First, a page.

When John Mace first saw Richard Dorr, his “heart went pitter pat.” They met in the 1950s as students at Julliard where their shared love for music turned into love for each other. John had been married before, so Richard helped raise John’s son Paul. When Paul died in 1983 in a car accident, they helped each other through the grieving.
For many years, they had to hide the truth of their affections from the world. For decades, the couple stayed together despite country-wide homophobia, and in 2011, the couple rejoiced when New York legalized gay marriage. The couple celebrated by showing family, friends, and reporters their relationship by spending the weekend performing love songs in their apartment.
Sixty-one years after their paths first crossed, John Mace, 84, and Richard Dorr, 91, wed in a quiet ceremony in June 2011.
2 Couple Born Together And Died Together
Les Brown Jr. and his wife Helen were both born on December 31, 1918. When they met in high school, they were instantly smitten. Les came from money, while Helen’s family was working class, so their parents disapproved of their young love. But as soon as they left high school at 18, the pair eloped.
They lived their life in Southern California, where they raised a family. They spent every day together and even in their 90s were an active and healthy couple. Near the end of their days, Helen was sick from stomach cancer and Les was suffering with Parkinson’s disease. After 75 years of marriage, Helen died on July 16, 2013. Les passed on the next day.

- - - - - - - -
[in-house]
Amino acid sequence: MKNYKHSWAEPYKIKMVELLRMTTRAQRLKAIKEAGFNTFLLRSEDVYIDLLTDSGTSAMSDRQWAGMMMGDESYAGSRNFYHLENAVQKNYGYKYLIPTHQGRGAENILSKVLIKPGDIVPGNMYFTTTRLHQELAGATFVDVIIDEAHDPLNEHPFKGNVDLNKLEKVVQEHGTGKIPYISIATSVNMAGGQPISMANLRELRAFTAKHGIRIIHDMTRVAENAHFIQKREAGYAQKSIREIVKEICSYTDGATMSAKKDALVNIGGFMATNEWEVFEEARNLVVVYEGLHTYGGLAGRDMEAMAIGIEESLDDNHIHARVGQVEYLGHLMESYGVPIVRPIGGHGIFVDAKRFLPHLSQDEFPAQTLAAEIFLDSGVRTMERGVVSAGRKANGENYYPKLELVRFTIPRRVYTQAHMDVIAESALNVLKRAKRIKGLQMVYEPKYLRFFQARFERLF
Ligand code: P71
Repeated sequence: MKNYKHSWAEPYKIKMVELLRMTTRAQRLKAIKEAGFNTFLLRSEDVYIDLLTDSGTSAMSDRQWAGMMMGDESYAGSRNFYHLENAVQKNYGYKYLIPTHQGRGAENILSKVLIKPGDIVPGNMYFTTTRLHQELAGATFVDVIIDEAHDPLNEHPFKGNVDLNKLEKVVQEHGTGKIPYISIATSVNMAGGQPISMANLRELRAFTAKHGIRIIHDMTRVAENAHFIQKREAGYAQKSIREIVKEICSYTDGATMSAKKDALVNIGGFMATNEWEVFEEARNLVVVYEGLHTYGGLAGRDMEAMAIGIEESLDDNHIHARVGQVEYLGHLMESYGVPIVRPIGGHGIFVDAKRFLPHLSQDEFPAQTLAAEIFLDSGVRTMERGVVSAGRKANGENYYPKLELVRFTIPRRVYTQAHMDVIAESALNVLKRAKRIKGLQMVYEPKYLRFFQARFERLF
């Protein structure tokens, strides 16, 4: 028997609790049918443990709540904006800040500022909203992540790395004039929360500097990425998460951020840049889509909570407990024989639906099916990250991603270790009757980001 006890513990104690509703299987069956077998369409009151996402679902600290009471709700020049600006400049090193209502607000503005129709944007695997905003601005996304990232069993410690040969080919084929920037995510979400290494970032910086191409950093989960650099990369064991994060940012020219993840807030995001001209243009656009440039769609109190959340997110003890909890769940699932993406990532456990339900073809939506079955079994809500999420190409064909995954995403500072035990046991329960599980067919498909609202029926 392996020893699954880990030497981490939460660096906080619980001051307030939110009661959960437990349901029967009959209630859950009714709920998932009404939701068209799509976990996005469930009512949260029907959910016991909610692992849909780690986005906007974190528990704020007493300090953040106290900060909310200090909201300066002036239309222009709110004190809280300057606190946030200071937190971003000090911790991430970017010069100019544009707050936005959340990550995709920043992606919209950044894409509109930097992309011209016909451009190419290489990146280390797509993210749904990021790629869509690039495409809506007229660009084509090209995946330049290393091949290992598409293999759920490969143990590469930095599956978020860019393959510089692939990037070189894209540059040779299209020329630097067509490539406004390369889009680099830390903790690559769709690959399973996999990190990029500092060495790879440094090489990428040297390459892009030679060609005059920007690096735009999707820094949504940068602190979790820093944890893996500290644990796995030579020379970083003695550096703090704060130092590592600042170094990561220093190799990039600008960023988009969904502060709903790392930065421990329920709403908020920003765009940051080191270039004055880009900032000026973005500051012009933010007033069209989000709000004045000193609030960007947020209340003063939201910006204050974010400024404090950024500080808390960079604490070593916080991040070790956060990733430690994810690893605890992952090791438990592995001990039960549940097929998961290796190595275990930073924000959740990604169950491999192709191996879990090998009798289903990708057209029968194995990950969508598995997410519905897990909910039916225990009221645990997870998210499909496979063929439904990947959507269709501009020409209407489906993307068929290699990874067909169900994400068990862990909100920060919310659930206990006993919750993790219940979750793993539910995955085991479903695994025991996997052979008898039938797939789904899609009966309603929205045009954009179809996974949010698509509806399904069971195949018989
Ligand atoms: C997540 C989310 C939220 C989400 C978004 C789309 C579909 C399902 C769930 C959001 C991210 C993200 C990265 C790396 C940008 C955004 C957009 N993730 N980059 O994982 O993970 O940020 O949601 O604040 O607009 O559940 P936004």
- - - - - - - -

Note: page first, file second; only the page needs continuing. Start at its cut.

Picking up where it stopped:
1 Love Across The Waters
After knowing her grandfather as a somber and dignified man, Judith Lovell was in awe when she discovered love letters between him and her grandmother. David Hurd had moved from Jamaica to New York City in 1907 where he took on all sorts of jobs to earn his keep. Feeling lonely, he started writing to a woman in the Caribbean. His first letter reached Avril Cato in October 1913. Over the next year David fell head over heels for the mystery woman without ever even seeing a photograph of her.
Their romance grew with each letter, sent with dabs of perfume along with the loving words. Even though they’d never met in person, David sent a letter proposing marriage and nervously awaited a response. Avril’s family gave their blessing. The first time they met was in Jamaica when David arrived for their wedding date in August 1914. Sparks flew just as both had hoped.
Avril left for America with David the day after their wedding. They settled into New York City and raised six children. Avril passed away in 1962. David would never marry again and loved Avril until the day he died in 1971.